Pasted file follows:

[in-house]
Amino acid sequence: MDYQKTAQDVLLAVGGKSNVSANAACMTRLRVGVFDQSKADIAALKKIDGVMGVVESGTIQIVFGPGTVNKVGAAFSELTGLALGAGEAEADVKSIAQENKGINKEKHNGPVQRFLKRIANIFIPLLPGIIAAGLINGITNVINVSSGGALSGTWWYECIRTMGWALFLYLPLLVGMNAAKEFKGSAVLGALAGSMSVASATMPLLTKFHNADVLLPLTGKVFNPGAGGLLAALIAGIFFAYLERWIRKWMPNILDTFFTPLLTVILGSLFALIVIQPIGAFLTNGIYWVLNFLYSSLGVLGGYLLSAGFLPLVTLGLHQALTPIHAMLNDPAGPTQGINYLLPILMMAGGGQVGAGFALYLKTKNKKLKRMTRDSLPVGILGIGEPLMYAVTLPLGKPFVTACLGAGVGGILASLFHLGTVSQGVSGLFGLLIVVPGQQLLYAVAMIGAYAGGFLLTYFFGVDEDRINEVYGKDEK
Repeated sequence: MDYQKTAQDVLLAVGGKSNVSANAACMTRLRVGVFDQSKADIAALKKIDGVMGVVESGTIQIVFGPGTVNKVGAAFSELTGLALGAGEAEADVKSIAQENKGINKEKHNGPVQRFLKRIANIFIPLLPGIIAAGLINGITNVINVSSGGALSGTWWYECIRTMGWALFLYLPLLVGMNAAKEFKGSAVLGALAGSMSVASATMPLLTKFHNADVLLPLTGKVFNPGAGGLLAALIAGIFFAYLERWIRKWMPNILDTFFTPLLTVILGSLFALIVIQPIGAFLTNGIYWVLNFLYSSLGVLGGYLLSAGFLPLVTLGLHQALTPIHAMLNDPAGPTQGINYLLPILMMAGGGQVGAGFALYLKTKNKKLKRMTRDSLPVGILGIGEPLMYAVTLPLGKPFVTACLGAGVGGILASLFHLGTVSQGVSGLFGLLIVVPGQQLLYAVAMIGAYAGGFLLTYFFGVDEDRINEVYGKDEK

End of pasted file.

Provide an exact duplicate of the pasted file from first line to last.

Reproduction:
[in-house]
Amino acid sequence: MDYQKTAQDVLLAVGGKSNVSANAACMTRLRVGVFDQSKADIAALKKIDGVMGVVESGTIQIVFGPGTVNKVGAAFSELTGLALGAGEAEADVKSIAQENKGINKEKHNGPVQRFLKRIANIFIPLLPGIIAAGLINGITNVINVSSGGALSGTWWYECIRTMGWALFLYLPLLVGMNAAKEFKGSAVLGALAGSMSVASATMPLLTKFHNADVLLPLTGKVFNPGAGGLLAALIAGIFFAYLERWIRKWMPNILDTFFTPLLTVILGSLFALIVIQPIGAFLTNGIYWVLNFLYSSLGVLGGYLLSAGFLPLVTLGLHQALTPIHAMLNDPAGPTQGINYLLPILMMAGGGQVGAGFALYLKTKNKKLKRMTRDSLPVGILGIGEPLMYAVTLPLGKPFVTACLGAGVGGILASLFHLGTVSQGVSGLFGLLIVVPGQQLLYAVAMIGAYAGGFLLTYFFGVDEDRINEVYGKDEK
Repeated sequence: MDYQKTAQDVLLAVGGKSNVSANAACMTRLRVGVFDQSKADIAALKKIDGVMGVVESGTIQIVFGPGTVNKVGAAFSELTGLALGAGEAEADVKSIAQENKGINKEKHNGPVQRFLKRIANIFIPLLPGIIAAGLINGITNVINVSSGGALSGTWWYECIRTMGWALFLYLPLLVGMNAAKEFKGSAVLGALAGSMSVASATMPLLTKFHNADVLLPLTGKVFNPGAGGLLAALIAGIFFAYLERWIRKWMPNILDTFFTPLLTVILGSLFALIVIQPIGAFLTNGIYWVLNFLYSSLGVLGGYLLSAGFLPLVTLGLHQALTPIHAMLNDPAGPTQGINYLLPILMMAGGGQVGAGFALYLKTKNKKLKRMTRDSLPVGILGIGEPLMYAVTLPLGKPFVTACLGAGVGGILASLFHLGTVSQGVSGLFGLLIVVPGQQLLYAVAMIGAYAGGFLLTYFFGVDEDRINEVYGKDEK